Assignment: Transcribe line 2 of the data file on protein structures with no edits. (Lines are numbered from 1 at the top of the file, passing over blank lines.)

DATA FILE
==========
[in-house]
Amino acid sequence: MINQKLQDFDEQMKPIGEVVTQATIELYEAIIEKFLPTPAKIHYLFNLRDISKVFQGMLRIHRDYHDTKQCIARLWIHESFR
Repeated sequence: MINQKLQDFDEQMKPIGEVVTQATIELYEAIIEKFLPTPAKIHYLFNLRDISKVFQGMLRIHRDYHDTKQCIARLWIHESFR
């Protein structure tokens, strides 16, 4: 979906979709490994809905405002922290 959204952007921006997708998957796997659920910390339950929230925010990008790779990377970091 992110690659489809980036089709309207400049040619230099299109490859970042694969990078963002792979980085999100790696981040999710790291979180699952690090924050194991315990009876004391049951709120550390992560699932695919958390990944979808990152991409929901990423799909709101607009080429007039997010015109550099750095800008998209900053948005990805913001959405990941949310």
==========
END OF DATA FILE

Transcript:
Amino acid sequence: MINQKLQDFDEQMKPIGEVVTQATIELYEAIIEKFLPTPAKIHYLFNLRDISKVFQGMLRIHRDYHDTKQCIARLWIHESFR